Why music buffs should head to Rajasthan
If you’ve grooved at the Glastonbury Festival (visitors stay in tents and enjoy music in the outdoors), Ragasthan should be on your calendar. Tagged as ‘India’s craziest music festival’, the three night-four day event will be held near Jaisalmer, in the secluded dunes of Khuri.
Musicians performing at Ragasthan, 2013
What to expect: The second edition will host acclaimed performers and upcoming artistes. With three stages, the line-up comprises Christophe Chassol (France), Alo Wala (USA), Ash Roy, Mame Khan and Troupe, Ganesh Talkies and Tritha Electric, among others. Over the last few months, nearly 240 artistes have been residing in tents in an artiste village, with random jam sessions throughout the day and night, as part of the event.
Visitors will also get to take part in a range of activities such as paintball, sky gazing workshops, karaoke, volleyball, yoga sessions, and ATV rides. You can also enjoy camping outdoors and observing the Thar desert in all its beauty. There are luxury camping options (Swiss tents), or you could get your own tent or even hire a mattress and bunk under the sky anywhere in the dunes.
No plastic or litter will be allowed at the festival and camel rides are available for free in-festival transport. Campers are also allowed into the festival site with their cars and tea and water will be served free at the event.
Keith Menon, festival organiser, explains, “The festival seeks to bring talent from all corners of the world, help them showcase their skills and collaborate on projects that take them across borders.” He adds that festivals require you to rough it out as “you’re there for the music, the journey, the art, the experience”.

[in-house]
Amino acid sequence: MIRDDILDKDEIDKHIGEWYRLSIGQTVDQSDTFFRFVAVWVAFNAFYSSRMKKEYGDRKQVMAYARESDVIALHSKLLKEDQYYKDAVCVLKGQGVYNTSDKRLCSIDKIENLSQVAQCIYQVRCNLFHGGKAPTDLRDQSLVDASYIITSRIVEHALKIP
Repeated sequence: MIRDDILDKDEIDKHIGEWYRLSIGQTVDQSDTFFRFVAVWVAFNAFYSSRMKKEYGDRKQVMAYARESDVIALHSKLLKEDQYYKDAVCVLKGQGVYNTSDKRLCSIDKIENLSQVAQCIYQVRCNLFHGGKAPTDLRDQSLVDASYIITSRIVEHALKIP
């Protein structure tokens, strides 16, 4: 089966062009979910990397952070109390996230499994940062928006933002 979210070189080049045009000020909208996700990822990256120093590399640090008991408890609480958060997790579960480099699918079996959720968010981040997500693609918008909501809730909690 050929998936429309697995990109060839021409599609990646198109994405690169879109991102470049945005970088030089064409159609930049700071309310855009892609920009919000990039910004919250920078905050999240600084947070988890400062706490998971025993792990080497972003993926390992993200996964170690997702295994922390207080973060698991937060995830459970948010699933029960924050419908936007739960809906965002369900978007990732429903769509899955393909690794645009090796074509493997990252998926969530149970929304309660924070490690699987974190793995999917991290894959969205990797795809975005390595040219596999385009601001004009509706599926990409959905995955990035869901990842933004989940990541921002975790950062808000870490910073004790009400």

From: February 13 to 16;
At: Khuri Dunes, Jaisalmer.
Log on to: www.ragasthan.com
World Sufi Spirit Festival
Picture this: ancient Sufi melodies and movements being performed to the backdrop of majestic forts in Jodhpur and Nagaur (a city located close to Jodhpur). Sounds enchanting, right? At the World Sufi Spirit Festival (earlier called Nagaur Sufi Festival), you can look forward to enjoying the various facets of the divine tradition.
Whirling dervishes at last year’s edition of the festival
What to expect: In its eighth edition, the festival will host dance, music and singing sessions. The highlights include Azerbaijani Mugham, a traditional music form characterised by improvisation and reflecting epochs from Azerbaijan’s history.
There will also be a performance based on Rumi’s poetry; Aramean, Syriac and Byzantine songs; Gharnati or Andalusian Arabic music; Qawwallis, and wandering minstrels from Bengal. A ballerina from Tajikistan will grace the event; Kavita Seth, Javed Bashir and Abeer Nehme (who will perform holy songs from the orthodox Christian tradition) will also be performing.
“Sufism is a spiritual art brought forth by the pilgrims of the past, travellers of the spirit who brought to civilisation a sense of inspiration and meaning. This festival brings together diverse exponents of the tradition,” explains Karni Singh Jasol, director, Mehrangarh Museum Trust and organiser of the event.
From: February 17 to 19 (Nagaur); February 21 to 23 (Jodhpur)
At: Ahhichatragarh Fort, Nagaur; Mehrangarh Fort, Jodhpur.
Log on to: worldsufispiritfestival.org